Stewart calls for demilitarization of federal regulatory agencies

stock image, St. George News

WASHINGTON, D.C. – Monday, Congressman Chris Stewart introduced the Regulatory Agency De-militarization Act, which seeks to stem the trend of federal regulatory agencies developing SWAT-like teams.

In recent years, numerous federal regulatory agencies – including the National Oceanic and Atmospheric Administration, the Food and Drug Agency and the Department of Education – have created their own special law enforcement teams to conduct their own arrests and raids. This is in part a product of the 2002 Homeland Security Act, which gave most Offices of Inspector General arrest and firearm authority.

“It’s disturbing to see the stories of federal regulators armed to the teeth and breaking into homes and businesses when there was no reason to think there would be resistance,” Stewart said.

“I understand that federal agents must be capable of protecting themselves, but what we have observed goes far beyond providing necessary protection,” he said. “When there are genuinely dangerous situations involving federal law, that’s the job of the Department of Justice, not regulatory agencies like the FDA or the Department of Education. Not only is it overkill, but having these highly armed units within dozens of agencies is duplicative, costly, heavy-handed, dangerous and destroys any sense of trust between citizens and the federal government.”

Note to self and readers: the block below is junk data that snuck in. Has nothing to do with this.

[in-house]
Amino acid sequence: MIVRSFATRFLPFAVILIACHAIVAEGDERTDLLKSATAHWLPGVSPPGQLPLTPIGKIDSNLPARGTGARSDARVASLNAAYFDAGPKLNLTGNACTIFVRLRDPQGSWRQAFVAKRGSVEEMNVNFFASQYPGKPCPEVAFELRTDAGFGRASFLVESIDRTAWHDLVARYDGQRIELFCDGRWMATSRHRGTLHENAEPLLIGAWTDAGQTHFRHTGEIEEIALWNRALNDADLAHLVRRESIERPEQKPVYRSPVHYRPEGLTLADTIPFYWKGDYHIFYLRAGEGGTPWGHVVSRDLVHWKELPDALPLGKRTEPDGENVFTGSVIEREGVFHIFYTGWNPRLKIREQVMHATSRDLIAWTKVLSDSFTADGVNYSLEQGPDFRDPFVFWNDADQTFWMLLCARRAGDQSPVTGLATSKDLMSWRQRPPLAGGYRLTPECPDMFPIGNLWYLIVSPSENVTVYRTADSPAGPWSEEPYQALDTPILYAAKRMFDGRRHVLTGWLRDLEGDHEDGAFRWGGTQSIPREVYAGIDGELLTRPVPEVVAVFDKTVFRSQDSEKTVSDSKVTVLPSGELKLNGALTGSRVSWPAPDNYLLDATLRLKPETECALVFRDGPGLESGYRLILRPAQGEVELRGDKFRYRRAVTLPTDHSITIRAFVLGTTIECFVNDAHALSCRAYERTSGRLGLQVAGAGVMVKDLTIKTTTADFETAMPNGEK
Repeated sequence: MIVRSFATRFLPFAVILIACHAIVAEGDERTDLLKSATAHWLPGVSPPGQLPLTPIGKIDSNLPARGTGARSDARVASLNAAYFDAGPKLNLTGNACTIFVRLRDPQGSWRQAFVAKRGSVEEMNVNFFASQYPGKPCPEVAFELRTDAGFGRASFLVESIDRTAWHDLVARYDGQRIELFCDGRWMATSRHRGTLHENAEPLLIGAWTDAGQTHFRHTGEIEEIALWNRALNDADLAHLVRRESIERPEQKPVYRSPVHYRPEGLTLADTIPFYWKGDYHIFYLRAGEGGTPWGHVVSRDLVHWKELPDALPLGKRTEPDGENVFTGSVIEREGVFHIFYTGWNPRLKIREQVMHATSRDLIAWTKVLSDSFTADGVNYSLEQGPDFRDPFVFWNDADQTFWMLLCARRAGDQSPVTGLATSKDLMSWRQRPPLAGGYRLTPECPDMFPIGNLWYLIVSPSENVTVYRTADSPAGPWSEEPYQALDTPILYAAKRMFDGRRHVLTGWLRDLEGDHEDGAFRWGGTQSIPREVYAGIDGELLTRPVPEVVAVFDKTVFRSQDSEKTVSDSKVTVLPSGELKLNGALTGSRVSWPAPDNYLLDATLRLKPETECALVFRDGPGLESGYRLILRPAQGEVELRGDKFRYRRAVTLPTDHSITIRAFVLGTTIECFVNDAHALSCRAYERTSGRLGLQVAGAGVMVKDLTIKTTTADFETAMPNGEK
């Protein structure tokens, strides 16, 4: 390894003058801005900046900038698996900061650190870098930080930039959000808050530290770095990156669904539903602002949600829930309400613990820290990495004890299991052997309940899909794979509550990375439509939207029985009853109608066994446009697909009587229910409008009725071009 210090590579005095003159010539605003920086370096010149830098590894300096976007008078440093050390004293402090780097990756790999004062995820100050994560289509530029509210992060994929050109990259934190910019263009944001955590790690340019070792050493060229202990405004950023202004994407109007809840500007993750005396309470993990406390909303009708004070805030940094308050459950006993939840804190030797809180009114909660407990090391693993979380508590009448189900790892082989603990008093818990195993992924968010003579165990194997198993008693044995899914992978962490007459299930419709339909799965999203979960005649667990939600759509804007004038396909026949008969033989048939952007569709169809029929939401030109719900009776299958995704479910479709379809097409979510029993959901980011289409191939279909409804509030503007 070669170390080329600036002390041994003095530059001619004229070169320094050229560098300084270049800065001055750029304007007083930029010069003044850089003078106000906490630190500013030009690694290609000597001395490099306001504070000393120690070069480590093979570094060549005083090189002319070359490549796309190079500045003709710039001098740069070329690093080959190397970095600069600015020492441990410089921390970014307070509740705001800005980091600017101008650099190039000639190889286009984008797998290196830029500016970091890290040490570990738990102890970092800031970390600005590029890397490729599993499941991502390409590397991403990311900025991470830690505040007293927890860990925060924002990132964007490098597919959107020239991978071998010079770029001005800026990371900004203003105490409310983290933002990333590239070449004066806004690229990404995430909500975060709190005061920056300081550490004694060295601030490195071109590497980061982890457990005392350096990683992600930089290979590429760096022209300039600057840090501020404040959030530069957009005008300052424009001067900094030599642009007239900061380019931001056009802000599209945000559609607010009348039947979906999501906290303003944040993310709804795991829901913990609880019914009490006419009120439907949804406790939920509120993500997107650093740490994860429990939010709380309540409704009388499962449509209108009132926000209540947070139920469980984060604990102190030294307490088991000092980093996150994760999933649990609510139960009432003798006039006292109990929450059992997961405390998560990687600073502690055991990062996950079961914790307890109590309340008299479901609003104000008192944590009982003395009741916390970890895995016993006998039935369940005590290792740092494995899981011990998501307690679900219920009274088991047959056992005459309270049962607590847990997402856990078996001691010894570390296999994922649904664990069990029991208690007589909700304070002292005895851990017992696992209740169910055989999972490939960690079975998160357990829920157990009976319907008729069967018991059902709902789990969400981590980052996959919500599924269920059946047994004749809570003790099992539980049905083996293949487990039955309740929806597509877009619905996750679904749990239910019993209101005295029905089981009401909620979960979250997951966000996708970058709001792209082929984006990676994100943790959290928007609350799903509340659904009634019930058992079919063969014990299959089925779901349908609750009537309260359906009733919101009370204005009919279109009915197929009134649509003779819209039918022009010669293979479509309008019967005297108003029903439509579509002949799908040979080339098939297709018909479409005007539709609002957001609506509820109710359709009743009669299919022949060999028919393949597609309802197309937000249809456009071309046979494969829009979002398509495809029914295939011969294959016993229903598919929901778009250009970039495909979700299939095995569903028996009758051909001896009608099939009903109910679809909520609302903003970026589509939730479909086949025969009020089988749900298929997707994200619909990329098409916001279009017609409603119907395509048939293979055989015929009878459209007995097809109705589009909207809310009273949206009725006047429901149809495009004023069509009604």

The RAD Act (H.R. 4934) has three pieces:

  1. Repeals the arrest and firearm authority granted to Offices of Inspectors General in the 2002 Homeland Security Act.
  2. Prohibits federal agencies, other than those traditionally tasked with enforcing federal law — such as the FBI and U.S. Marshals — from purchasing machine guns, grenades and other weaponry regulated under the National Firearms Act.
  3. Directs the Government Accountability Office (GAO) to write a complete report detailing all federal agencies, including Offices of Inspectors General, with specialized units that receive special tactical or military-style training and that respond to high-risk situations that fall outside the capabilities of regular law enforcement officers.

“The militarization of agencies is only a symptom of a much deeper and more troubling problem within Washington – that the federal government no longer trusts the American people,” Stewart said. “When all of us feel that we are no longer seen as citizens but as potential dangerous suspects – a relationship of trust is impossible. I’m working to restore and rebuild trust – beginning with this effort to defund paramilitary capabilities within federal regulatory agencies.”

Specific examples of the militarization of federal regulatory agencies include:

  •  In July 2010, a multi-agency taskforce, including armed officers from the Food and Drug Agency, raided a Venice, California, organic grocery store suspected of using raw milk. (LA Times, July 10, 2010)
  •  In June 2011, armed federal agents with the Department of Education’s OIG broke down the door of a Stockton, California, home at 6 a.m. and handcuffed a man suspected of student aid fraud. (Washington Post, June 8, 2011)